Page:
Captain John Smith

John Smith was born in Cathness in Northern Scotland, but had been raised by relations in Carisston in the Orkneys. On reaching maturity he sailed on several ships until signing on as mate on the George Galley, formerly known as the Princess Carolina. The ship sailed for Sancta Cruz on the Barbary Coast. Having been scrimped on by the peevish captain Ferneau during the month long trip, Smith and James Williams conspired to take the ship and turn to piracy. During the return trip from Sancta Cruz, Smith and his confederates seized the ship, killing all the officers that stood in their way.
After some refit and renaming the ship as the Revenge, the crew fell to the trade of pirating. Crossing paths with the Delight and the Bachelor, ships bound from Newfoundland to Cadiz, on November 18 and December 18 respectively, the pirates plundered them of all of value and sank them to prevent any news of their work. From the Coast of the Southward Cape to Cape Finisterre they took a Scottish snow and French ship bound from Cadiz to Brest.
Their next victim was the Triumvirate within thirty leagues of Vigo. The next ship was a French ship of some means that upon approach fired on the pirates rather than surrender. Smith made to stand off form the ship; Williams provoked by this fired a pistol at Smith's head and castigated him for cowardice and upbraided him for passing up a ship that would have had plenty of plunder. The crew, however, approved of Smith's actions and put Williams into the Triumvirate with all the prisoners of earlier raids and set them free. Williams was surrendered to authorities on an English ship in Lisbon, commanded by a Captain Davis. At this time the Ludlow Castle, an English warship was set out to search for the pirates, but after fifteen days gave up the search and returned to Lisbon.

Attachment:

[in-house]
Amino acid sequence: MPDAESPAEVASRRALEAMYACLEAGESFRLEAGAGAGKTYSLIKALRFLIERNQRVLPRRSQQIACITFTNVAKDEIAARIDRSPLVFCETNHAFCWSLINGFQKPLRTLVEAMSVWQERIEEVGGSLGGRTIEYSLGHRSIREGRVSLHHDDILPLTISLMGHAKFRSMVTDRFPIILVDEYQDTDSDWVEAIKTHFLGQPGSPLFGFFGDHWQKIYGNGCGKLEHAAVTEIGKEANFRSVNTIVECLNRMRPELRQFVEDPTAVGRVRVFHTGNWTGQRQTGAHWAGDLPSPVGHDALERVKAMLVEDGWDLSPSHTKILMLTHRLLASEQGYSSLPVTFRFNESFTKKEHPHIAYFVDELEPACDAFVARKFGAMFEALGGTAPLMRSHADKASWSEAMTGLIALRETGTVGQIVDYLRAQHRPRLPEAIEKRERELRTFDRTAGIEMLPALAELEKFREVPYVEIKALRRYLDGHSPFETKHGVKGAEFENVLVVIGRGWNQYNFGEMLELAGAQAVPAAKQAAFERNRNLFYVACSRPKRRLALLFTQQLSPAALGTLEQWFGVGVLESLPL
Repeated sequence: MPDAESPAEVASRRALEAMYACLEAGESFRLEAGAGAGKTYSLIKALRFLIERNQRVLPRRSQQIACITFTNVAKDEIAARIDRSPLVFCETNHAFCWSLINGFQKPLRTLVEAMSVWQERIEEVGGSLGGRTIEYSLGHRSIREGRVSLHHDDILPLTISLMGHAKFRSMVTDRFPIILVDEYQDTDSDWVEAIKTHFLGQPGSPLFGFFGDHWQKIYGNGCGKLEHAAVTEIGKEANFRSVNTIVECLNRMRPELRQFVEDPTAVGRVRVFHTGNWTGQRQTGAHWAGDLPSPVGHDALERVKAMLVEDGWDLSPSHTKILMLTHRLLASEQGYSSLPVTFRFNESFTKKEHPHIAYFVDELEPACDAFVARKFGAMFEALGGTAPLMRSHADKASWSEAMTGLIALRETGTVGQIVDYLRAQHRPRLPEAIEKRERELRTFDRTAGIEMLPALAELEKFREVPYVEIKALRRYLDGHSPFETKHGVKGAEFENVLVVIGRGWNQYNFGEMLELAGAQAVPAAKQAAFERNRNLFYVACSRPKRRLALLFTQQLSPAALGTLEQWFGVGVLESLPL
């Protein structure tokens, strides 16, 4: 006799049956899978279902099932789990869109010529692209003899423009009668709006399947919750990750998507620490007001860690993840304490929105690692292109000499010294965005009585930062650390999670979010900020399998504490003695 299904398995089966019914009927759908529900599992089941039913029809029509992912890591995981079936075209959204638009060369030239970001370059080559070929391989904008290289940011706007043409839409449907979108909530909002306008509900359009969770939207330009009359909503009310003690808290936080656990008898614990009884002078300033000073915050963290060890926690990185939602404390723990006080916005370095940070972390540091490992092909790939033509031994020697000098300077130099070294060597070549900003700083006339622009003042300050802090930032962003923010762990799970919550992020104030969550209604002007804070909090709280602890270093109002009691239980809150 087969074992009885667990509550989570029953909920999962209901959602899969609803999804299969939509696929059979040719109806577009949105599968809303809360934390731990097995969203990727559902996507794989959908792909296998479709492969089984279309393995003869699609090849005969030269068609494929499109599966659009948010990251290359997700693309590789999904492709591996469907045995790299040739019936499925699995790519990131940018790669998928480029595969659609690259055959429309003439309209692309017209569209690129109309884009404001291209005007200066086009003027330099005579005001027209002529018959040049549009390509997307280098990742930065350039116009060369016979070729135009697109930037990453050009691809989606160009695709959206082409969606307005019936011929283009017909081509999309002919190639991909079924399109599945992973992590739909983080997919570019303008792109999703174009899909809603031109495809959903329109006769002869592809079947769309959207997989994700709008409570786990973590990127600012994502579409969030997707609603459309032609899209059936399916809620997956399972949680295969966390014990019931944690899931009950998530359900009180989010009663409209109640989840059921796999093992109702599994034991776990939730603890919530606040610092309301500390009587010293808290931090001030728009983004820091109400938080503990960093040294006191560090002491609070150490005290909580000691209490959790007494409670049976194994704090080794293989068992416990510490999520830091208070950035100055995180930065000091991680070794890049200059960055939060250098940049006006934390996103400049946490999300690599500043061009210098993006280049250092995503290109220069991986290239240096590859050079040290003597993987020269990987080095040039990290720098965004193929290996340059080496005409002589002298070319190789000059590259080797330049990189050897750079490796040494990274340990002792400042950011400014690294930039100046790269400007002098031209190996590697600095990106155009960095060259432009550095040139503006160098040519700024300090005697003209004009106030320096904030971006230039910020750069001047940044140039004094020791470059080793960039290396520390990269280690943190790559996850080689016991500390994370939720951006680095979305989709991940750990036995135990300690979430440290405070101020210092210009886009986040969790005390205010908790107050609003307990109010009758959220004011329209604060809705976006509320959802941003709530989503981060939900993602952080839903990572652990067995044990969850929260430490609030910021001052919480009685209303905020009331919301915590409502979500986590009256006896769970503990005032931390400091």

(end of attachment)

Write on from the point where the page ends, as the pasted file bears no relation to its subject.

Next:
Thinking that things might be getting too hot for them in the area, the pirates set sail for the Orkneys to careen and refit their ship. Here several of the crew who had been pressed into service, made off with a longboat and appraised the authorities of the identities of this ship's crew. Attempting to escape Smith set the ship to rights and making little headway, the wind turned them into shore and grounded the ship off Calf Sound. The pirates were captured and transported to England for trial. Smith refused to plead guilty or not for the court and was punished for this stubbornness. He was hanged on June 11, 1725.
The best of pirates may have had years of success before reaching Smith's demise, but not most. Many would have had short runs like Smith, due to a lack of luck, experience or intelligence. Smith seems to have suffered from two if not all of these shortcomings.

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